Grate a bit of lemon zest over the top.
Add a bit of mozzarella if you like your pizza extra cheesy.
Variation: You can go vegetarian on all of these by simply omitting the chicken.
One of my favorite Paella recipes is from Curtis Stone’s book, What’s for Dinner. (See his recipe here.) I started making it when my parents brought me a box of Paella spice mix from Mexico. I loved the flavors of paella, but I didn’t love the gooey rice texture that came with it.
After travelling to Spain and trying authentic Paella, I realized that I was actually preparing it correctly. This made me feel super good about myself but still, I wasn’t sold on the rice texture, hence the reason for deconstructing the dish.
Tip: Deconstructing is a great way to get kids to eat something they normally wouldn’t. (Their excuse is most-likely because the ingredients are “mixed together” or “touching”.) It’s also an easy way to bring variety to your meal plan by keeping the flavors of a family favorite and changing up the texture.
Prepping ahead is never a bad idea
From a prepping perspective, this dish is a winner. The vegetables, chicken and chorizo can all be chopped and sliced the day before or the morning of. You could also cook the rice ahead of time, but since I used Minute Rice in this recipe, it was ready even before the sheet pan came out of the oven.
Sheet pan savvy
I’ll admit, I’m a little late to this sheet pan dinner game. Now that I’ve made a few, I’m not turning back! They are too easy and low-maintenance to not include them in my weekly menu.
My favorite part about sheet pan dinners is that you don’t have to measure anything. Chop it up, toss it on a tray and that’s it! I provided an estimate of what I used, but if you add more or less of something, nobody will notice!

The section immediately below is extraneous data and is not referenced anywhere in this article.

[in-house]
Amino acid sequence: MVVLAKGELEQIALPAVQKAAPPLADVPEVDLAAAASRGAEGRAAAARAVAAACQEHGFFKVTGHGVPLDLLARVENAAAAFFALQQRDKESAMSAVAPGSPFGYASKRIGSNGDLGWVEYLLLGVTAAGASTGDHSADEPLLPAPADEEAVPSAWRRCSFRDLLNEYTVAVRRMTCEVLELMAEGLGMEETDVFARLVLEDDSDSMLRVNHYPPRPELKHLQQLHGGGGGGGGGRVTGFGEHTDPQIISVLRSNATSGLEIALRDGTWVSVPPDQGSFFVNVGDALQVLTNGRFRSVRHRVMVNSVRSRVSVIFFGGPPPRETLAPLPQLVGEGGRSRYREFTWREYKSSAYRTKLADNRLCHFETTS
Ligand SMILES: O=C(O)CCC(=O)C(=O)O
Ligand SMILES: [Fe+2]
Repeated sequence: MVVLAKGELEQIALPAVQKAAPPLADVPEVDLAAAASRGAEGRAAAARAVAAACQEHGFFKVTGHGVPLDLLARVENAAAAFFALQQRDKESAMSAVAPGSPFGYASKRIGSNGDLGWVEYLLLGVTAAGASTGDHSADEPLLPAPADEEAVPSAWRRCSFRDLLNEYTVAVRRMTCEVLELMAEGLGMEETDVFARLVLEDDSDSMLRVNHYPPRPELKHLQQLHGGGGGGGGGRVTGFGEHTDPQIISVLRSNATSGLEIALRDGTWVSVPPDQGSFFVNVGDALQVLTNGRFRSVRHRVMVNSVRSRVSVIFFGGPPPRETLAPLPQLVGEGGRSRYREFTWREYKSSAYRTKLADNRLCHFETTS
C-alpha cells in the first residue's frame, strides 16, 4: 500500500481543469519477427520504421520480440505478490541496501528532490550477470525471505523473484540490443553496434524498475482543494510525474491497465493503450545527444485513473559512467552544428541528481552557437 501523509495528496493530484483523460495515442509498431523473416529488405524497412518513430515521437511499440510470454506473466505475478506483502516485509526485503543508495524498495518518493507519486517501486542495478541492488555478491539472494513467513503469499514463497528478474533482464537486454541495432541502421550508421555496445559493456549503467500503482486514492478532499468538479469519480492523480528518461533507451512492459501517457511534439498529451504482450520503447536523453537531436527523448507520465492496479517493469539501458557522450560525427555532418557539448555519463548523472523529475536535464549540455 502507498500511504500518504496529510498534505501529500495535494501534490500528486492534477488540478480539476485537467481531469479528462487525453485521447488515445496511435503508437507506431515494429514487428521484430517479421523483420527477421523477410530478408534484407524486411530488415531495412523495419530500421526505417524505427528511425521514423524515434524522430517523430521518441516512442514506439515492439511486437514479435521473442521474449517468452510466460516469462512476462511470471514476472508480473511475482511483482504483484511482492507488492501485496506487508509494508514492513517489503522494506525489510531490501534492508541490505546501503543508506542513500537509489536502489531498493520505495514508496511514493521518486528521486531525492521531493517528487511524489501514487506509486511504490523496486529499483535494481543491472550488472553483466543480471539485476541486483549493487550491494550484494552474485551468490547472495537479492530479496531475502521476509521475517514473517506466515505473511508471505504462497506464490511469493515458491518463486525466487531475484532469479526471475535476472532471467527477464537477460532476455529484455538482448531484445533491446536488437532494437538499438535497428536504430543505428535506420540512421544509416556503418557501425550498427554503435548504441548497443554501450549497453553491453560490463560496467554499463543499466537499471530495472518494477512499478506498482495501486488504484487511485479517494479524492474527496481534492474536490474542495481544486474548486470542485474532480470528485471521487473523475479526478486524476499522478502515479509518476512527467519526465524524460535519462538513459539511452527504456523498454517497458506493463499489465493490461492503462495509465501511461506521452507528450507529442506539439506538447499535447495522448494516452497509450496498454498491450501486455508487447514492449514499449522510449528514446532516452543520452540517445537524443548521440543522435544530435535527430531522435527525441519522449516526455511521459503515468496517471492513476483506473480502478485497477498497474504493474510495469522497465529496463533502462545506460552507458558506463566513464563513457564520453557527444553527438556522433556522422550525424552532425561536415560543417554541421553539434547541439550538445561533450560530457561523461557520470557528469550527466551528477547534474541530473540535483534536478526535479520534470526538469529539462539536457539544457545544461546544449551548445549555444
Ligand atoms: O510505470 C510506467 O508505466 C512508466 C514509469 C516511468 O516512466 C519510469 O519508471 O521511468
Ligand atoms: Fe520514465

The spice factor
Now, I don’t even know if Paella spice mix is even a thing here. I’ve never shopped for it because my parents always bring me some from their travels. The ingredients listed are saffron, paprika, cayenne and salt. Pretty doable if you don’t have a pre-made mix. The spice blend itself is not terribly spicy, so I’d go light on the cayenne. (I’m going to mix myself up a batch, once I run out of these packages.)
The heat in the dish actually comes from the chorizo. I also added garlic and onion powders because I basically add those to every recipe I make. You could also use fresh garlic, of course.
I used Minute Rice because it reminds me of my childhood and I love that the end result is dry, separated grains. I know that instant rice is not for everyone, but you can use whatever kind of rice you like! If you want it to be similar to traditional paella, use an arborio rice, but in the end, it really doesn’t matter.
I cooked the rice in Simple Slow Cooker Vegetable broth with two teaspoons of chicken bouillon concentrate for that broth flavor. I also added a healthy amount of chopped fresh parsley to the cooked rice.
TIP: Never buy broth! Make your own veggie broth in the slow cooker. It’s basically free if you use veggie scraps and you can add chicken or beef bouillon concentrate. Super simple and cost-effective!
Serving this dish to your family is a breeze because picky-eaters can pick and choose what they want. The juicy, roasted tomatoes, crispy chorizo and fluffy rice contrast well with the other texture in this dish.